Henrique Oliveira was born in Ourinhos, Brazil in 1973 and hails from the university of SÃ£o Paulo, Brazil. Oliveira uses wood collected from the streets of Sao Paulo where he lives, to create huge installations which he refers to as “tridimensionals”. The thin sections of wood are obtained from old fencing and boarding known as ‘tapumes”, are bent and curved into these enormous structures that seem to spill off the gallery walls.
Sayaka Ganz was born in Yokohama and identifies a strong Japanese influence in her work, even though she grew up in several different countries. During her BFA studies at Indiana University Bloomington she explored various media, from ceramics to printmaking, before determining sculpture and welding as her expressive vehicles of choice.
Her fascination with animals in movement permeates this collection. “When you look at the piece from the distance you see the form of the horse galloping, but when you get up close you start to see that individual objects were used”, she writes.
Sayaka is currently based in Indiana, where she teaches drawing and design at IU-Purdue University Fort Wayne in Indiana and welds figures from steel, of humans and other animals.
A world without Art and Creativity, is like a Harry Potter novel without Magic. With every stroke, the wish is to enliven every piece of Art with spells of enchantment from a “magic wand” dipped in the ink of an artist’s soul.
Splashes of creative passion can be found on theme park designs, movies, MTV and CD covers.
Emil Alzamora was born in 1975 in Lima, Peru. He was raised in Boca Grande, Florida, where he attended state university and graduated with a BFA magna cum laude in 1998. He started his sculpting career in 1998 in collaboration with Polich Art Works in Hudson Valley. Since his departure in early 2001 he has worked full-time on his sculptures and exhibited regularly across the United States.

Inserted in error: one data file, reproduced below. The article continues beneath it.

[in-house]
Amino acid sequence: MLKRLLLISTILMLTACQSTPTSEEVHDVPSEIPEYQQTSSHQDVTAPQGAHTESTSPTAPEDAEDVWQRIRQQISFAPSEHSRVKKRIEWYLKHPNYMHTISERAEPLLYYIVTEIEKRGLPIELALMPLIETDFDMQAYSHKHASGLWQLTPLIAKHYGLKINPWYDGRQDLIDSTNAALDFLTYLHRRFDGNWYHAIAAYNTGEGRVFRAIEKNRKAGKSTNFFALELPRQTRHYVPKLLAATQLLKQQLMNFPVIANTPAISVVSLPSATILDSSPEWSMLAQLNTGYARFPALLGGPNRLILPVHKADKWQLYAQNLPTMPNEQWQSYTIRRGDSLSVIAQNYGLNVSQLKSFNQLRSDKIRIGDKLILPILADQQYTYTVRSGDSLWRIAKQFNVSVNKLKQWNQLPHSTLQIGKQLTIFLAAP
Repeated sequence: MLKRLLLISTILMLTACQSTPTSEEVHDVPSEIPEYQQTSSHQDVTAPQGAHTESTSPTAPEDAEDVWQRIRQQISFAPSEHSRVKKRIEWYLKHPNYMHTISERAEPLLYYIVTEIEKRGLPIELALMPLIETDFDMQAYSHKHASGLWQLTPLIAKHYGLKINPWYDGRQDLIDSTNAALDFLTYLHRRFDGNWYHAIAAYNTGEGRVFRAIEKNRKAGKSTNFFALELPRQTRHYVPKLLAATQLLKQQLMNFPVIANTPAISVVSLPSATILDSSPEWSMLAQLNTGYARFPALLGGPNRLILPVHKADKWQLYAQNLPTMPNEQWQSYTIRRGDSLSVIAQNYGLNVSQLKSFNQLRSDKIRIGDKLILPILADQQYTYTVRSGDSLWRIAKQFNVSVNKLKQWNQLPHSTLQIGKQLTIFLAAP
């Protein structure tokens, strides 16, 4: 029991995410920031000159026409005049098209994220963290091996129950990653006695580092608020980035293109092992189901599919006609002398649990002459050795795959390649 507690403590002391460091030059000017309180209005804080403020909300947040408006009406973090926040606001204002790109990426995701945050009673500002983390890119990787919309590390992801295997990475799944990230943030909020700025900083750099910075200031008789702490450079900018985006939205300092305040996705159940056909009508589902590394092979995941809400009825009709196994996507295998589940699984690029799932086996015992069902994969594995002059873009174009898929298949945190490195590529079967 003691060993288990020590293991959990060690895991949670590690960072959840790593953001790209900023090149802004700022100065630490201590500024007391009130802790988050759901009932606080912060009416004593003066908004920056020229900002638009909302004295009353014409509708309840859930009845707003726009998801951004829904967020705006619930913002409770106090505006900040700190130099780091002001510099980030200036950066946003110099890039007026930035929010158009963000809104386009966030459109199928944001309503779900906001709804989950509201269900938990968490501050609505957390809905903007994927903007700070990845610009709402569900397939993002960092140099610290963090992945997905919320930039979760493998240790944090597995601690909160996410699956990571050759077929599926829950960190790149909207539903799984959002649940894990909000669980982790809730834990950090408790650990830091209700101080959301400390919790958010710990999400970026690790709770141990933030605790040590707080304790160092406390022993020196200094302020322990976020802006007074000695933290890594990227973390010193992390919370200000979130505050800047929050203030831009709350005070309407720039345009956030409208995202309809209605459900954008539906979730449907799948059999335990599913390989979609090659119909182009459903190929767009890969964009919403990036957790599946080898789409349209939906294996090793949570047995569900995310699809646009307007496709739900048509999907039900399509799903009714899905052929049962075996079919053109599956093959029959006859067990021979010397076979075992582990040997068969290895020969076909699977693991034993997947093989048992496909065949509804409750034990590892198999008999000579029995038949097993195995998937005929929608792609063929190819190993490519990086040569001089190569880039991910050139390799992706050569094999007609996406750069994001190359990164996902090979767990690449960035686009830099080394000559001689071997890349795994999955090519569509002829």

“The human form is a constant within my work. I often exaggerate or distort it to reveal an emotional or physical
situation, or to tell a story”, writes the artist. “Limitation and potential are as human as the flesh. I strive to make
this comparison visible.”
Erik Johansson is a 25-year-old photographer and retouch artist from Gothenburg, Sweden. His bizarre and amazing photo manipulations have the capacity to suspend human disbelief and make the unreal effectively real. Johansson is now based in Norrköping. The works on his website are personal projects and as such are ‘limited only by [his] imagination’.
I am a trompe l’oeil artist focusing primarily on mural painting. I have found that the “language” of life-size illusions allow me to communicate with a very large audience. It seems almost universal that people take delight in being visually tricked. Once captivated by the illusion, the viewer is lured to cross an artistic threshold and thus seduced into exploring the concept of the piece. I have also found that by creating architectural illusion that integrates with the existing environment both optically and aesthetically, the art transcends the “separateness” that public art sometimes produces.
It is important for me, as an artist, to interact with the community, formulating concepts based upon a multitude of viewpoints. Artists must be continually aware that their work can serve as a bridge between diverse cultural backgrounds. Public art is of great interest to me; providing me with a sense of purpose as it is a very powerful form of communication. It can link people together, stimulate a sense of pride within the community, and introduce the viewer to new ideas and perspectives.
Mark Rubenstein has spent the last 6 years developing his multi-part series Common Place. A personal testament to the emotional challenges inherent within his “coming of age” narrative – set in a surreal world that uniquely encompasses what it means to grow up and examine life in a new way. The series presents a cast of characters that seem to manifest themselves as one being, uniting to embark on a grand journey.
Climate change, pollution, and the way we are treating our planet have become a global issue, and this series is my personal crusade in bringing awareness to it. Once I recognized that we were facing a crisis I wanted to use my photographs to voice my deep sense of concern for the next generation. As a father I strongly believed that I had a moral duty to take action and as an artist I wanted to be a humble catalyst.
The background images of the earth originated from NASA, astronauts took them from the International Space Station. I first digitally enhanced these images bringing up the contrast and the brightness, I then superimposed portraits of children from around the world that I photographed over the years. I wanted to merge their innocent faces into these perilous landscapes.
My choice follow the Arthouse Movies, lost movies, grindhouse, mind games, controversial, cult, bizzarre, dystopian, cyberpunk, propaganda, surreal, avant-gard, exploitation, underground, noir, neo-noir, acid western, weird world of cinema.